This week, the World Health Assembly is meeting in Geneva. Elections for the the next Director General of the World Health Organization is a top item Read More
Delegates at the World Health Assembly have agreed resolutions and decisions on air pollution, chemicals, the health workforce, childhood obesity, violence, noncommunicable diseases, and the election of the next Director-General.
Populations are aging – that is to say, there’s a growing proportion of older adults compared to the rest of society – across the Americas. While not a concern in itself, aging populations are a concern for mental health care in countries such as Colombia, where 41 percent of older adults have symptoms of depression,
SciDev.Net: Periods are the next frontier of humanitarian response “…The third ever Menstrual Hygiene Day, celebrated [May 28], is a sign that these issues are gaining wider recognition. It is also encouraging to find menstrual hygiene research beginning to shape the agendas of international relief organizations. … I rang Nicole Klaesener-Metzner, an [International Rescue Committee…More
The Hill: It’s time to support breastfeeding Asma Lateef, director of the Bread for the World Institute “…A resolution being drafted at the World Health Assembly this week would go far in protecting mothers from inappropriate promotion of breastmilk substitutes and other foods marketed as suitable for children younger than three years old. The resolution…More
Misinformation poses a problem to development both in the developed and developing world. With the rise of ICTs, particularly social media, misinformation is propagated faster and wider and therefore threatens development. Misinformation fuels violence, hinders public health, governance, and other development efforts. If ICTs can be used to propagate misinformation, why not use the same to counter misinformation? The Sentinel Project is using ICTs to map and counter misinformation that can lead to violence, hence preventing communities from succumbing to mass atrocities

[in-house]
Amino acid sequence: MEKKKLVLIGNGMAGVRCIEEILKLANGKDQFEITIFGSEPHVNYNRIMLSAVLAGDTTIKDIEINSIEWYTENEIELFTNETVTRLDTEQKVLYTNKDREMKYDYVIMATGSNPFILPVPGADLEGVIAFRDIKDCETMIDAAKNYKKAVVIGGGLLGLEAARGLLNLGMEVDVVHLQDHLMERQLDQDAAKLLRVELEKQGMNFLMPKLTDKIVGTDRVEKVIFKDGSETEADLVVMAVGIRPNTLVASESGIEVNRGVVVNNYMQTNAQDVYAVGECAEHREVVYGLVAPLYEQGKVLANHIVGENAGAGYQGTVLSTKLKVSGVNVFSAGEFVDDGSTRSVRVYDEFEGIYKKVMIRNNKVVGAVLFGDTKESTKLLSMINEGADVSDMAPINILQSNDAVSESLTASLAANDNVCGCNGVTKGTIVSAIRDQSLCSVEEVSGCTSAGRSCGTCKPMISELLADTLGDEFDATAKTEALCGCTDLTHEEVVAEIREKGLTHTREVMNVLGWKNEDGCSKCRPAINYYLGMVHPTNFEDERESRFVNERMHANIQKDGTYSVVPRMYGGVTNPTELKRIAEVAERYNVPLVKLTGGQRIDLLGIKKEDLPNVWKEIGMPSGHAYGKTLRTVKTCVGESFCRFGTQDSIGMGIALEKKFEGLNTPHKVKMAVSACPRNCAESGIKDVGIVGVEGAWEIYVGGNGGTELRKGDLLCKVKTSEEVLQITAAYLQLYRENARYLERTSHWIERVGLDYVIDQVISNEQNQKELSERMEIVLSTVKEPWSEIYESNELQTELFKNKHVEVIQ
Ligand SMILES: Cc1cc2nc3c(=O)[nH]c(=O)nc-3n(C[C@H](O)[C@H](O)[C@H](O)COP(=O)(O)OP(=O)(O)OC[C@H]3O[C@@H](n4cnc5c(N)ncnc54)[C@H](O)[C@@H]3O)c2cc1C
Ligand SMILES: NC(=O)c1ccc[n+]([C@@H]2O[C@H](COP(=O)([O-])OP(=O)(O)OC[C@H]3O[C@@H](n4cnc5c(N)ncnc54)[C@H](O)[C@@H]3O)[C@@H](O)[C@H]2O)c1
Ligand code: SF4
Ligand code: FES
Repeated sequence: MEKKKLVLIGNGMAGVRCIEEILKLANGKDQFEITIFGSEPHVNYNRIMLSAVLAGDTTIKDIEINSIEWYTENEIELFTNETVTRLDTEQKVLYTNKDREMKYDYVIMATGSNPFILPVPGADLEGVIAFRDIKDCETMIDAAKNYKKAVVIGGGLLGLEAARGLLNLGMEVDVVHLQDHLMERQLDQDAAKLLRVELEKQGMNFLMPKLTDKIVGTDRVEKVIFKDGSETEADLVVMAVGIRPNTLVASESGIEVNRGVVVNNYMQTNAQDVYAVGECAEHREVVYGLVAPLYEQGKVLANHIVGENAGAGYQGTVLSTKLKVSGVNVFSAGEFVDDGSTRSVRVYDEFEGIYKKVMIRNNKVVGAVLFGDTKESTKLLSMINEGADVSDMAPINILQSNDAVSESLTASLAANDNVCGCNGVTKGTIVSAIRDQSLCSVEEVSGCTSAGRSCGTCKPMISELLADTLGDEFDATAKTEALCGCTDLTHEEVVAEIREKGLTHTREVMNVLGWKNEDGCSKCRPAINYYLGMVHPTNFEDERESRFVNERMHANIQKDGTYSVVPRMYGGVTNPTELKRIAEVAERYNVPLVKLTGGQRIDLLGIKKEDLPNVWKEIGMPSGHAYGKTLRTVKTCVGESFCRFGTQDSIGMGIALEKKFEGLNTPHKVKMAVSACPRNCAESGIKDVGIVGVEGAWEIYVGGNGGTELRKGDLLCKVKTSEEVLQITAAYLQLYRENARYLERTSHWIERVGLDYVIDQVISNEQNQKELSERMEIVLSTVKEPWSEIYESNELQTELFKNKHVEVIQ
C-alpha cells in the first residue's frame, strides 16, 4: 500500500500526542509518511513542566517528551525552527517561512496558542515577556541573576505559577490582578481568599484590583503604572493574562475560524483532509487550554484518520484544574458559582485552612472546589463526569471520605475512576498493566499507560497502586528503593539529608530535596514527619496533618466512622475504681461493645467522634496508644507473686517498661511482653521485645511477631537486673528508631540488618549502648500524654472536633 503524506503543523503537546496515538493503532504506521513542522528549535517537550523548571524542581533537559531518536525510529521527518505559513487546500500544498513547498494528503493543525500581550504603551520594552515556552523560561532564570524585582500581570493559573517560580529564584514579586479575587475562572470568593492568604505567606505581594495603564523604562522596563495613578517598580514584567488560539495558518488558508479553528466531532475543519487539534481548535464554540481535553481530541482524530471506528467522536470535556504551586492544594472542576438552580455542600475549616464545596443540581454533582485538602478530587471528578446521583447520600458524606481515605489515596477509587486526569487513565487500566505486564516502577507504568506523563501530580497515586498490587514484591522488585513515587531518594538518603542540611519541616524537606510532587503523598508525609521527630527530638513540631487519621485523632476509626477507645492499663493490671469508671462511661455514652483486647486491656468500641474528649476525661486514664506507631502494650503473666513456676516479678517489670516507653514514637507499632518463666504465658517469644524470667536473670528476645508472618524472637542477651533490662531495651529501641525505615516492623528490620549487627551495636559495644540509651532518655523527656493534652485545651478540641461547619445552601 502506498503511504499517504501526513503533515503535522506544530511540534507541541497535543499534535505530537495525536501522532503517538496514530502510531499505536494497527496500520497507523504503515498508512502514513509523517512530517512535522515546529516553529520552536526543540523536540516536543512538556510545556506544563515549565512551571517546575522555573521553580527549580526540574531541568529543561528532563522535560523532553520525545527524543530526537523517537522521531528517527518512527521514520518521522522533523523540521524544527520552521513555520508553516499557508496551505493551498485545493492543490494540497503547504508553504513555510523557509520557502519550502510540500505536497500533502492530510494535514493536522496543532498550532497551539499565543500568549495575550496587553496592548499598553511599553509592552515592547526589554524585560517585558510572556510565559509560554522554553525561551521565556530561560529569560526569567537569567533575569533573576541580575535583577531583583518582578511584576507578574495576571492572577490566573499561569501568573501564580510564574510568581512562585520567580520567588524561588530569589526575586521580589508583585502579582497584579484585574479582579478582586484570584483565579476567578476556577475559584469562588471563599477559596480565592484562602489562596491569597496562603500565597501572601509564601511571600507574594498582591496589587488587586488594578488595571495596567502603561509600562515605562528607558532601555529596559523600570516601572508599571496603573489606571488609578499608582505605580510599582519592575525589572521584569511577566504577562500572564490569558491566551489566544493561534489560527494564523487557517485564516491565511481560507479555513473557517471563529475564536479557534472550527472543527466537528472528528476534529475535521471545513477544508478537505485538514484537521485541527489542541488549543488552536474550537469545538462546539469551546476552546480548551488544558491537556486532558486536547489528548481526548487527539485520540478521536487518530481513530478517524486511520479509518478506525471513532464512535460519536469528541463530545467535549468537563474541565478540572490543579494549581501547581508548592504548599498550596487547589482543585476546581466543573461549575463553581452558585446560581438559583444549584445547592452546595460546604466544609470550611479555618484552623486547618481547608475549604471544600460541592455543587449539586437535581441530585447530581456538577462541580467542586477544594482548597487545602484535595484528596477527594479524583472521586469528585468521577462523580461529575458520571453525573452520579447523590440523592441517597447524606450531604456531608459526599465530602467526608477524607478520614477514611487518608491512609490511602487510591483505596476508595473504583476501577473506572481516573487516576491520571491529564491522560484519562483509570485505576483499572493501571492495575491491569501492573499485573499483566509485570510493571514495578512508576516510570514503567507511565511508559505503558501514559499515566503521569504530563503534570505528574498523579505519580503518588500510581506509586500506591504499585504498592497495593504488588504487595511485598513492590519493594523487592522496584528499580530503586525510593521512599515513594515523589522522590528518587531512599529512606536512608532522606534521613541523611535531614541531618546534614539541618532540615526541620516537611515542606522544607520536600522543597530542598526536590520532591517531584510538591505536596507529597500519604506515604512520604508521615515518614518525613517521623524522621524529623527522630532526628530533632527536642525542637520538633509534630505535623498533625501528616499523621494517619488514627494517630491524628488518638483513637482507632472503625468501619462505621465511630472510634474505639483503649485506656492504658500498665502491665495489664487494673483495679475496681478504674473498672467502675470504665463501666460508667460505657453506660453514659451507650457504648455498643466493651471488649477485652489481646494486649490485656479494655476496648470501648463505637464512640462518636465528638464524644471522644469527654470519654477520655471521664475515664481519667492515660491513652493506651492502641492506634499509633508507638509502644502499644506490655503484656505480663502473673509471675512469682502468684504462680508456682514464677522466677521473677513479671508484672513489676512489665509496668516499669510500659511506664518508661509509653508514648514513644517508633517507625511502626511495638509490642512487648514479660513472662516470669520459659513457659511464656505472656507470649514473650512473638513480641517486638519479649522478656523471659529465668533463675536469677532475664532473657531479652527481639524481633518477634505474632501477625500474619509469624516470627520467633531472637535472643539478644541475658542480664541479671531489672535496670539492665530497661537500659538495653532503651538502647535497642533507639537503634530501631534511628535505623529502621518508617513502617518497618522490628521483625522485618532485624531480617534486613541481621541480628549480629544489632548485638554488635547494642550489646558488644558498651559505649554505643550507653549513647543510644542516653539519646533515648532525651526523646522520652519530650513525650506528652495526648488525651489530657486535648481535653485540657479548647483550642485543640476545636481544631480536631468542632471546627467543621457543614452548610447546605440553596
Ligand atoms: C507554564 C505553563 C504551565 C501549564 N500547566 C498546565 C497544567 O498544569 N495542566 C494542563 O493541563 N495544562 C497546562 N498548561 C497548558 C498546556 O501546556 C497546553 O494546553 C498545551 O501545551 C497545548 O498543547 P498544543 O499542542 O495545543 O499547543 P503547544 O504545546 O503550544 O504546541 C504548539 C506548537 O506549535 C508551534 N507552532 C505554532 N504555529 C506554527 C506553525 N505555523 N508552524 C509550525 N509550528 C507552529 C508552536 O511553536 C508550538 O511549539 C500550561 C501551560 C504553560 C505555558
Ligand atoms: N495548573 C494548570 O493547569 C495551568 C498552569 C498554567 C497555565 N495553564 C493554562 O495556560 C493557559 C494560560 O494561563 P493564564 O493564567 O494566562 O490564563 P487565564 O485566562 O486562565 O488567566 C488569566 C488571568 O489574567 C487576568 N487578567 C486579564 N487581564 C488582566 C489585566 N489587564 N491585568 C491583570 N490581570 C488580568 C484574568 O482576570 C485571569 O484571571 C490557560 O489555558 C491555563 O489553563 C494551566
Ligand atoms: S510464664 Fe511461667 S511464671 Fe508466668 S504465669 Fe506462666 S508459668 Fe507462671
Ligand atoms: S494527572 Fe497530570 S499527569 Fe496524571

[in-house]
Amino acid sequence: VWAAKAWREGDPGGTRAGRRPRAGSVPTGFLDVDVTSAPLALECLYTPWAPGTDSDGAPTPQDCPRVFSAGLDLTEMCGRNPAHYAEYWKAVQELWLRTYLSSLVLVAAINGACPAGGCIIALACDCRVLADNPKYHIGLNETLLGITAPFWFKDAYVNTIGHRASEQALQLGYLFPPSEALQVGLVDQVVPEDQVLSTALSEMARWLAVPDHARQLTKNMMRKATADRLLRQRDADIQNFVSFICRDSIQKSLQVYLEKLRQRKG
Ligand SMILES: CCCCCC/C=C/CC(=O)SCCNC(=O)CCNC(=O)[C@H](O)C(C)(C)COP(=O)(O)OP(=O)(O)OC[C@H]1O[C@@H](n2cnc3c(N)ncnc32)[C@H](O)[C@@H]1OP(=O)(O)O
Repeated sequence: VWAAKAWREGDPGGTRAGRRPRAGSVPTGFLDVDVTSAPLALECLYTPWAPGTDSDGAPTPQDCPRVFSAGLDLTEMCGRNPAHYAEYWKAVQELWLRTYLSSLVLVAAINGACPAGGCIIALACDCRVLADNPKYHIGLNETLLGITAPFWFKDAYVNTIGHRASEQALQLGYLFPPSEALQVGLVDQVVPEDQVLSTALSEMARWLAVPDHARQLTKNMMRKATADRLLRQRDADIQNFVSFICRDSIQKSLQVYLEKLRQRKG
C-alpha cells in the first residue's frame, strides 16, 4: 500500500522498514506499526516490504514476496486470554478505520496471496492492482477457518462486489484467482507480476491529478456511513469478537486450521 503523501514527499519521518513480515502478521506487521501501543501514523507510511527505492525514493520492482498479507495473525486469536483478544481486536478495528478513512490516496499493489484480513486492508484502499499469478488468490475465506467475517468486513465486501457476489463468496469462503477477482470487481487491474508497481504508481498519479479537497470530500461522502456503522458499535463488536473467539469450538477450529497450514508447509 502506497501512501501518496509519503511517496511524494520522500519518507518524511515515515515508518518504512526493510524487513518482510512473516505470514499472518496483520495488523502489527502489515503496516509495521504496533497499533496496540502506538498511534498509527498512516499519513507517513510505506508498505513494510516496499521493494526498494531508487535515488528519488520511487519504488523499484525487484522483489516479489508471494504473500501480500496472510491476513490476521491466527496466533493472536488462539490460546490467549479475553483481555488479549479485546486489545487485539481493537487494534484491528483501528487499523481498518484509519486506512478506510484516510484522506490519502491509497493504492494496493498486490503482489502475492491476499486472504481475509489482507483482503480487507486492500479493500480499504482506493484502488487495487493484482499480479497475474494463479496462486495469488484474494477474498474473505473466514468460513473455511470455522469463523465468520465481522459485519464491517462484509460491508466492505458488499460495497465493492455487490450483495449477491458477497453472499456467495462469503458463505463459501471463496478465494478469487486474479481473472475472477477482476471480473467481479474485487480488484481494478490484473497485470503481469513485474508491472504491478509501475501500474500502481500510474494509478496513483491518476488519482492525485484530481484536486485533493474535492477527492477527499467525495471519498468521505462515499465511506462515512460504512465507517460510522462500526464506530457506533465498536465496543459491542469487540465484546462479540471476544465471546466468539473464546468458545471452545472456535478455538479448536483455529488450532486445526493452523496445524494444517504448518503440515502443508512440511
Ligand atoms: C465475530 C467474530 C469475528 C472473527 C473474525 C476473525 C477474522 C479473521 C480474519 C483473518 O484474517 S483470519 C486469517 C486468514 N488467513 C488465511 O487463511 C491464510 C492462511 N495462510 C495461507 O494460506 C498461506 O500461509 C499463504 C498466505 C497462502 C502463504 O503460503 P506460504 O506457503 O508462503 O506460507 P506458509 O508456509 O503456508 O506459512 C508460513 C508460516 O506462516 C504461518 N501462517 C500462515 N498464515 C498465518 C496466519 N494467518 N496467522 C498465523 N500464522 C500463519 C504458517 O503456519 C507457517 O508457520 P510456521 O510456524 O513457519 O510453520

Anshu, a teenager who lives in a village in Raebareli District of Uttar Pradesh, India, was a friendly and lively girl. But when she reached puberty, she had very little information about how to manage her menstruation, and she began to lose her confidence. During those days each month she did not venture out from her […] ; ; ; ;Related StoriesHealthy markets: essential to improving health and saving livesThe profound effect of girls’ dreamsJosé Jerónimo: a cancer hero among us ;
Physical activity (PA) has been shown to decline during adolescence, and those with lower education have lower levels of activity already at this age, calling for targeted efforts for them.
Associated Press: Taiwan minister hopes to work with China on health issues “Taiwan hopes to work with China to help improve the health of people ‘on both sides of the Taiwan Strait’ and is engaging more with the world to fight viruses like Zika, MERS, Ebola, and dengue, the Taiwanese health minister said in an…More
by Matthew J. Page, Larissa Shamseer, Douglas G. Altman, Jennifer Tetzlaff, Margaret Sampson, Andrea C. Tricco, Ferrán Catalá-López, Lun Li, Emma K.
Publication date: July 2016 Source:Social Science & Medicine, Volume 160 Author(s): Erin J.